SW Legal Educational Publishing

Property Owner Could Revoke Permission to Use Land
Description Oral permission from one business owner to another to use a parking lot and sidewalk could be revoked 20 years later, and no easement was created, because property user had not incurred expenses pursuant to the parol license.
Topic Real and Personal Property
Key Words Easement, Parol License
C A S E   S U M M A R Y
Facts In 1977 property owner A gave the neighboring property owner B permission (parol license) for B's customers to park in A's parking lot and to walk across A's property to get to B's business. In 1995, A notified B that the use of A's property should cease. In 1997, A erected a fence that prevented B's customers from using A's property. B sued, claiming that the parol license had ripened into an easement. Trial court found for A. B appealed.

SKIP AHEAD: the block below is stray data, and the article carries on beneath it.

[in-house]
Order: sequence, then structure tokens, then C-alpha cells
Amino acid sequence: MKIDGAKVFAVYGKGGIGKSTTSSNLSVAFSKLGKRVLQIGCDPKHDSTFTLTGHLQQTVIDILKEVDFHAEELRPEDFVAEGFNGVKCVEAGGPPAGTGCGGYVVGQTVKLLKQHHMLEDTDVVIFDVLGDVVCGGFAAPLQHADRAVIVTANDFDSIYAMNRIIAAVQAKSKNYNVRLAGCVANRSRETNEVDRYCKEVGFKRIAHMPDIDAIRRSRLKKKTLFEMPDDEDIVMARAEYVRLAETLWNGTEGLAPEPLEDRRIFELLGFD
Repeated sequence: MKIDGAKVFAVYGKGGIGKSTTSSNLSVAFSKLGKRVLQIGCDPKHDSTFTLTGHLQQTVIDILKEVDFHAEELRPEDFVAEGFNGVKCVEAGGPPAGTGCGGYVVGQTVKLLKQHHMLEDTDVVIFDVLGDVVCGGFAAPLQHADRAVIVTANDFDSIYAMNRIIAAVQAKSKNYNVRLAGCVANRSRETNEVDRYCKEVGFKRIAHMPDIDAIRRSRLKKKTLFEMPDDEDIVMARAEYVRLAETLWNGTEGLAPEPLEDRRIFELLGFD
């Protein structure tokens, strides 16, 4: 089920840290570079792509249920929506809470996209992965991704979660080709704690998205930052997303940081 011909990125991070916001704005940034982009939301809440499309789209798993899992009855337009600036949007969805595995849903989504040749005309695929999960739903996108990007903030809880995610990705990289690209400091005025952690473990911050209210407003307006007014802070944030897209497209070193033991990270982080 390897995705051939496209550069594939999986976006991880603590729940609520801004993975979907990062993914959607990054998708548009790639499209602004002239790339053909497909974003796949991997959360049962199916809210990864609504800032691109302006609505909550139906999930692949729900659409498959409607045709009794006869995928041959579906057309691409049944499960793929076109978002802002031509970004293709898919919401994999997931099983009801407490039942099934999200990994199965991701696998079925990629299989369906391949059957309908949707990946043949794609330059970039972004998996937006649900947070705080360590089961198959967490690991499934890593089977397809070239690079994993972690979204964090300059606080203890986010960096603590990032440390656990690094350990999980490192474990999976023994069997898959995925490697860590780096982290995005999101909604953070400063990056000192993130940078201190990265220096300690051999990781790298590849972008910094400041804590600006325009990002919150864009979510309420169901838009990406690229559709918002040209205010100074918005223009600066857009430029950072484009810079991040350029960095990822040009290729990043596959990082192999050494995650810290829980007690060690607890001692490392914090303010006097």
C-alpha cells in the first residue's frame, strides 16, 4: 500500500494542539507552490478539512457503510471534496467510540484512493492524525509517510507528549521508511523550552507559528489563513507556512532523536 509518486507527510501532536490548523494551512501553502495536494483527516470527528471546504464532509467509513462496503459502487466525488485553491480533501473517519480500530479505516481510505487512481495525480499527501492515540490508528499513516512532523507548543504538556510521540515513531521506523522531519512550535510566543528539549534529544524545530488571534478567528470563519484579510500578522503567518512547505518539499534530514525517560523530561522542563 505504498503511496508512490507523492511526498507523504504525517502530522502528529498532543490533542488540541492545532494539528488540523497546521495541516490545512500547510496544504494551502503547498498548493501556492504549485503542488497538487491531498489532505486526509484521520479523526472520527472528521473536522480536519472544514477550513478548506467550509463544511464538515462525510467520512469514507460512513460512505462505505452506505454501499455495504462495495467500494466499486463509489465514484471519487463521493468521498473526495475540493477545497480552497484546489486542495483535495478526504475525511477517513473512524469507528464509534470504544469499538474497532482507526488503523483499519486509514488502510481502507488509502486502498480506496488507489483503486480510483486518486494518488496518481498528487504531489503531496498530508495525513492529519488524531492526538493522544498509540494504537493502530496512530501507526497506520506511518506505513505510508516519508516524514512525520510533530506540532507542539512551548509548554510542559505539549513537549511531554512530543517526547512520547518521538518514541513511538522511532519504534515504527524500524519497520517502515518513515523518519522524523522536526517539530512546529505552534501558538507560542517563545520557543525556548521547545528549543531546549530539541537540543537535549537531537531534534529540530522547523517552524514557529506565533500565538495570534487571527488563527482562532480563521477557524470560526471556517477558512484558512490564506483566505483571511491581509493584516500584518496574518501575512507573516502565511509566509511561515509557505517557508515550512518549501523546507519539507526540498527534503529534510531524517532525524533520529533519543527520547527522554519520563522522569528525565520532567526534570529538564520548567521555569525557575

Decision Affirmed. Georgia's code states: "A parol license to use another's land is revocable at any time if its revocation does no harm to the person to whom it has been granted. A parol license is not revocable when the licensee has acted pursuant thereto and in so doing has incurred expense; in such a case, it becomes an easement running with the land." In this case, plaintiff incurred no expense pursuant to the parol license, so it did not become an easement and could be revoked.
Citation McCorkle v. Morgan, 492 S.E.2d 891 (Sup. Ct., Ga., 1997)

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